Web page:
Identifying Hemostatic Thresholds in Cancer Patients Undergoing Coronary Angiography Based on Platelet Count and Thromboelastography.

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Frontiers in cardiovascular medicine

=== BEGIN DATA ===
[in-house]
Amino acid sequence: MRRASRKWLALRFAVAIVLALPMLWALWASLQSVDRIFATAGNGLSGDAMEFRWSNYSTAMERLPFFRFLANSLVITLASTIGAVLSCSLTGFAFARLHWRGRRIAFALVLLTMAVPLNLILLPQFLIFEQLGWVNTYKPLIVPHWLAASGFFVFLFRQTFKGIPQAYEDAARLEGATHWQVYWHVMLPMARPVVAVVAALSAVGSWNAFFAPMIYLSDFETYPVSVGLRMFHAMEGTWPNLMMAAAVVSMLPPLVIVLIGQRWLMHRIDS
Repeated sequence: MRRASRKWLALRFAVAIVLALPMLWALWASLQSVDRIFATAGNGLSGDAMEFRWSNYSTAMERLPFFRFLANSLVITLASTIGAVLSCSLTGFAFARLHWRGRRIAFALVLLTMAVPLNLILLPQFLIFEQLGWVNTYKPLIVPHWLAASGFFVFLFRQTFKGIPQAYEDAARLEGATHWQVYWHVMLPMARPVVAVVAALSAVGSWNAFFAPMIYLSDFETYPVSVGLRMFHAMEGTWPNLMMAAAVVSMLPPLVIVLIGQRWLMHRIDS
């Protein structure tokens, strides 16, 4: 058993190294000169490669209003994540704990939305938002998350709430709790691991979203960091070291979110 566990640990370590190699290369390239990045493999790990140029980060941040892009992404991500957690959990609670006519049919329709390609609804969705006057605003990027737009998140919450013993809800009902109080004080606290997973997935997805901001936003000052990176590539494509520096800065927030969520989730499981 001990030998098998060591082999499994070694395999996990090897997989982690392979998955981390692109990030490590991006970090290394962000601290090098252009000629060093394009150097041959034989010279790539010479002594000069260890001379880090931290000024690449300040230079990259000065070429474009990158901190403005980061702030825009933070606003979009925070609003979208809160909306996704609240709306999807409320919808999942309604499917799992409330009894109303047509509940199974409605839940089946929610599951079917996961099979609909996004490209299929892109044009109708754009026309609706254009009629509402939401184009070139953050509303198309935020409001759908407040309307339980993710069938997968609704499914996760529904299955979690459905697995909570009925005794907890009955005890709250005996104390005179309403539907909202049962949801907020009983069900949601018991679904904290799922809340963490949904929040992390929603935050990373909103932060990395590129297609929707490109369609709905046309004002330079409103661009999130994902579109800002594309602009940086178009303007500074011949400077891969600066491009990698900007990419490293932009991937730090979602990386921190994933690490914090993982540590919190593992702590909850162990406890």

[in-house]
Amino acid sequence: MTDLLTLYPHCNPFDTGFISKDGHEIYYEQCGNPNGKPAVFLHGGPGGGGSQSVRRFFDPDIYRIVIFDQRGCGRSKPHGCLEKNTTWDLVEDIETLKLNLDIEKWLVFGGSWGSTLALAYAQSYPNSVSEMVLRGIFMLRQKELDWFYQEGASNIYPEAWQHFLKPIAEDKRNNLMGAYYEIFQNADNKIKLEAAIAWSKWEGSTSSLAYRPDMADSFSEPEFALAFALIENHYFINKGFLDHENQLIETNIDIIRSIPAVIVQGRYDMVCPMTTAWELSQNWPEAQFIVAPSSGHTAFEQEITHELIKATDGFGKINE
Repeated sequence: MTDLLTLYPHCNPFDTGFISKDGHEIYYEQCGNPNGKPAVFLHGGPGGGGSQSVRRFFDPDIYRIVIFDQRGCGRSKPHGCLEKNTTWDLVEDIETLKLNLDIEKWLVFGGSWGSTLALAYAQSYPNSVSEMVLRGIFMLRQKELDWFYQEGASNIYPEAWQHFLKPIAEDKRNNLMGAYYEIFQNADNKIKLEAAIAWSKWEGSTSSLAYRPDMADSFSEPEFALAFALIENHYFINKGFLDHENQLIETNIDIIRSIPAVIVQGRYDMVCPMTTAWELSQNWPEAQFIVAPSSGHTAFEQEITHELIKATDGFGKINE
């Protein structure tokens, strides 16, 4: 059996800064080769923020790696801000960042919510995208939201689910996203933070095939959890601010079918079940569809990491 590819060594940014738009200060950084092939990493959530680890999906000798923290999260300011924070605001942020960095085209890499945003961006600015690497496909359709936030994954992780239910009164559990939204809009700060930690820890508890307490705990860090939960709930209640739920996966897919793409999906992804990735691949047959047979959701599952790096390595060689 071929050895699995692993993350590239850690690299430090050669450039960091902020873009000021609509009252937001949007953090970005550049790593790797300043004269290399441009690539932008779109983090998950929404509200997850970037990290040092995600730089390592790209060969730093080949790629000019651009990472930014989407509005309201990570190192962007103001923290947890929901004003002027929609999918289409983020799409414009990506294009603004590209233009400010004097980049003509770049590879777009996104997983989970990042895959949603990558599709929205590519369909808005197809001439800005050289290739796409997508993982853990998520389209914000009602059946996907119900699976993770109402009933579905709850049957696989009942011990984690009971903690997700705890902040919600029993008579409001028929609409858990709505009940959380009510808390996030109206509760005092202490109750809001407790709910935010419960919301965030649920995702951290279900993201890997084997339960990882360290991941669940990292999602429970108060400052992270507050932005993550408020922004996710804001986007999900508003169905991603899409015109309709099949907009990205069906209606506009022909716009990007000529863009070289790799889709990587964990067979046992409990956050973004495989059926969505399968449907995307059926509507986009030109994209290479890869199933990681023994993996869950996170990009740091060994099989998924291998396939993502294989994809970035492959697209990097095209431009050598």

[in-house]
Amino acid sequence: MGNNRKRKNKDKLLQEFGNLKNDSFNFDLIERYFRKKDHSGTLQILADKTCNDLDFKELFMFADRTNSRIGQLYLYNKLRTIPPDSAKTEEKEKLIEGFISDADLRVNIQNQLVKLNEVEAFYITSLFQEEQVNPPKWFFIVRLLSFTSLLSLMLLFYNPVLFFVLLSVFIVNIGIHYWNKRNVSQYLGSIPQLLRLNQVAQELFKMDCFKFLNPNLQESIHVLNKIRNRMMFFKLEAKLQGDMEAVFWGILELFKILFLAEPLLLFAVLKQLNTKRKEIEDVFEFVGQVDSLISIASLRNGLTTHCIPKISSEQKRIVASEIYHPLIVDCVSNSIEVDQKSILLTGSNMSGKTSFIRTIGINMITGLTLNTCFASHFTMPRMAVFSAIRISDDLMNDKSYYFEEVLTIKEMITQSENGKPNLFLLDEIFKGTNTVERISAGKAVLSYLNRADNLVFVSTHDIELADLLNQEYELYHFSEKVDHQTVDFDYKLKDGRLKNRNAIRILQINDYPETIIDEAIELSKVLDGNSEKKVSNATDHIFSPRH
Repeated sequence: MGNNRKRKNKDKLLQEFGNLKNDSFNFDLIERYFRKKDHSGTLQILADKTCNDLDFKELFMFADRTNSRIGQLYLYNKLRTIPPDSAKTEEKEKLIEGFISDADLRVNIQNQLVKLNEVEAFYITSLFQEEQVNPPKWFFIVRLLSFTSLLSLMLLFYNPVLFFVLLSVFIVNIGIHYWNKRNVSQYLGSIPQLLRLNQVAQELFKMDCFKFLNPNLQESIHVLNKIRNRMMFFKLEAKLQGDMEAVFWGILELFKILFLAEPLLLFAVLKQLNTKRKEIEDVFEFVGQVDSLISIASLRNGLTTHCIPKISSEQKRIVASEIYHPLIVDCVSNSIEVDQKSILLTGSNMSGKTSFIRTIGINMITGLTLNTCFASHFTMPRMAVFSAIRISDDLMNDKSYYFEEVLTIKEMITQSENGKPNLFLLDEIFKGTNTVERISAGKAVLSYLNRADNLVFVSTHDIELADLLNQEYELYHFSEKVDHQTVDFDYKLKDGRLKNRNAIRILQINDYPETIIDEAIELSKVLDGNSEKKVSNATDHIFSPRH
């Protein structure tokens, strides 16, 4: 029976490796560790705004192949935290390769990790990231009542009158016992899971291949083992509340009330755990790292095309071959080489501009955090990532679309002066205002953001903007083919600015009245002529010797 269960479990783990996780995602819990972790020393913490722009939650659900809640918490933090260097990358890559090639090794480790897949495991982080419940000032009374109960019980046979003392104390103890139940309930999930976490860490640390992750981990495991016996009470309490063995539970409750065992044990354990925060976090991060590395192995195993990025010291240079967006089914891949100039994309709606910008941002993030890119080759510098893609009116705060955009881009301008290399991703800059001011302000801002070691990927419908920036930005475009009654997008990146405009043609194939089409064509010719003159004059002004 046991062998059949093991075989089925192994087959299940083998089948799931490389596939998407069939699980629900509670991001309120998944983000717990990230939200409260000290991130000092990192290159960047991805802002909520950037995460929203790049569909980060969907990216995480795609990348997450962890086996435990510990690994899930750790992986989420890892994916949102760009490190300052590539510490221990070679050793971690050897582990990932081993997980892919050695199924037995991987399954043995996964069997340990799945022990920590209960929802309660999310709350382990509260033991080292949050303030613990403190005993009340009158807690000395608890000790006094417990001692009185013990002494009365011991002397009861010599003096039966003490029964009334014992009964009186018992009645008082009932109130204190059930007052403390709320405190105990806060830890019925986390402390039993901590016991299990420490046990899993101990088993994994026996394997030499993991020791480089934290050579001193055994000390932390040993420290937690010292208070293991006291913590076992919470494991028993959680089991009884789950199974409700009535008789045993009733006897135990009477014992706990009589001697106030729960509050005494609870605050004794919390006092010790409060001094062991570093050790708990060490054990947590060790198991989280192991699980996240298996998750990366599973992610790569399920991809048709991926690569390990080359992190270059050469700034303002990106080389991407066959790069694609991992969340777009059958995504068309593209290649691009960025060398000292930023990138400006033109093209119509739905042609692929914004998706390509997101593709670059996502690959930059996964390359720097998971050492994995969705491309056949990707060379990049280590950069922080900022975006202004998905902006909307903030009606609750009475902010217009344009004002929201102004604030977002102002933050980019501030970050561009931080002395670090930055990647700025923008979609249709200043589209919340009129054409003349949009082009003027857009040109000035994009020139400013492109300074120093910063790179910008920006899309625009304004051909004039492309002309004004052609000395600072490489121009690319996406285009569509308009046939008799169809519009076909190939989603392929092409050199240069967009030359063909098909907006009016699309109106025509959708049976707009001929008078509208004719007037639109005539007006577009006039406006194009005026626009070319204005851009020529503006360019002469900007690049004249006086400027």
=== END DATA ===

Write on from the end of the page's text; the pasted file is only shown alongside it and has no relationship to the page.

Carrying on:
Objectives: To evaluate the role of platelet count and thromboelastogram (TEG) in the treatment of thrombocytopenic cancer patients with suspected coronary artery disease (CAD). Background: Cancer patients with CAD and thrombocytopenia are often treated non-invasively (i.e., without coronary angiography when clinically indicated) due to perceived high risk of bleeding. We sought to evaluate coagulability based on TEG and determine if platelet count and TEG could predict bleeding risk/mortality among cancer patients undergoing coronary angiography (CA). Methods: Baseline demographics, platelet count, and TEG parameters were recorded among cancer patients that underwent CA and had a concomitant TEG. Logistic regression and univariate proportional hazards regression analysis were performed to determine the impact of platelet count and coagulability on 24-month overall survival (OS). Results: All patients with platelet count <20,000/mm3 and nearly all patients with platelet count 20,000-49,000/mm3 were hypocoagulable based on TEG results. In contrast, nearly all patients with platelet counts of 50,000-99,999/mm3 had normal TEG results and OS similar to those with platelet counts of ≥100,000/mm3. Coagulability based on TEG was not associated with OS. However, a platelet count of <50,000/mm3 was associated with worse 24-month OS (hazard ratio = 2.76; p = 0.0072) when compared with a platelet count of ≥100,000/mm3. No major bleeding complications were observed in all groups. Conclusion: The majority of cancer patients with platelet counts of <50,000/mm3 were hypocoagulable based on TEG and had worse OS at 24 months. The relatively normal TEGs in the >50,000/mm3 groups, as well as the improved survival, suggest that with appropriate clinical indication and risk/benefit assessment, a cut-off of 50,000/mm3 platelets can be considered for CA in cancer patients.



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